Major Taylor's bicycle is on display at the ADT Event Center velodrome for the UCI Track Cycling World Championships, taking place March 24-27, 2005, at the Home Depot Center outside Los Angeles, U.S.
The vintage Peugeot bicycle is on loan to The Home Depot Center from the U.S. Bicycling Hall of Fame in Bridgewater, N.J. The bike belonged to 1899 world cycling champion Marshall W. "Major" Taylor (1878-1932), who was the first African-American athlete to become an international sports superstar. A decade before boxer Jack Johnson and half a century before baseball player Jackie Robinson, Taylor challenged society's attitudes about race and won competitions, fans and respect. He was the second black world champion in any sport, after bantamweight boxer George Dixon.
The Peugeot on display at The Home Depot Center is one of several bikes that Taylor brought home from his seasons racing in Paris in 1901-03 and 1907-09. The bicycle was made at a factory run by the brothers Armand and Eugene Peugeot in Valentigney, France. Taylor likely raced on the Peugeot on outdoor tracks such as the Buffalo Velodrome in the Paris suburb of Neuilly and Parc des Princes in western Paris. In the United States, Taylor raced under contract for Iver Johnson Arms & Cycle Works of Fitchburg, Mass., in 1900 and 1901. Iver Johnson bikes were distinguished by an added underslung top tube for extra stiffness.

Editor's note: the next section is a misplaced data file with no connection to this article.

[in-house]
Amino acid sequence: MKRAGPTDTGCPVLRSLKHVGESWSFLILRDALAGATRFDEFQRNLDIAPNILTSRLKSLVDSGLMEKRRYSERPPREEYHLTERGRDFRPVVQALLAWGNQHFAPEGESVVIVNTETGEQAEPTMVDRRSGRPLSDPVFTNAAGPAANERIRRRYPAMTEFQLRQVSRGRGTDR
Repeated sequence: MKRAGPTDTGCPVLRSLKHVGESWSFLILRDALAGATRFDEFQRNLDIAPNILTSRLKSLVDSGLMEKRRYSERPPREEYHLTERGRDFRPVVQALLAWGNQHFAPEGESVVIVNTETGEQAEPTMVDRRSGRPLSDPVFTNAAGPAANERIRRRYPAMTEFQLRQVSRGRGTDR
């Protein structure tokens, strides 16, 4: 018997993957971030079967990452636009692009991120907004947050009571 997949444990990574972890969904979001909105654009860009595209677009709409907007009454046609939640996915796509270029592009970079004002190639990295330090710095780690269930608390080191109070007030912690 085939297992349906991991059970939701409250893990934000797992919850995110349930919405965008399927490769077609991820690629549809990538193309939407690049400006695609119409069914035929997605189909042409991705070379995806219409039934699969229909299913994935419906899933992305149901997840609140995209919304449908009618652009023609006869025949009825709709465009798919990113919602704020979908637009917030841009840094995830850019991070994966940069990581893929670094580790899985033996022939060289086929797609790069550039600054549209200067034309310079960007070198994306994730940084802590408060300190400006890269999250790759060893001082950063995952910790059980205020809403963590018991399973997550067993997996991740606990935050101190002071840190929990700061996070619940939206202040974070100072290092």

With assistance from the U.S. Bicycling Hall of Fame and the Major Taylor Association, Inc., in Taylor's adopted hometown of Worcester, Mass., The Home Depot Center has created a display showcasing the bike along with pictures and text about the life and legacy of Indiana native Major Taylor, also known as "the Worcester Whirlwind." The Major Taylor Association is raising money for a permanent monument to Taylor in Worcester.
For more information about Major Taylor, his bike, or the work of the Major Taylor Association, got to www.majortaylorassociation.org/news.htm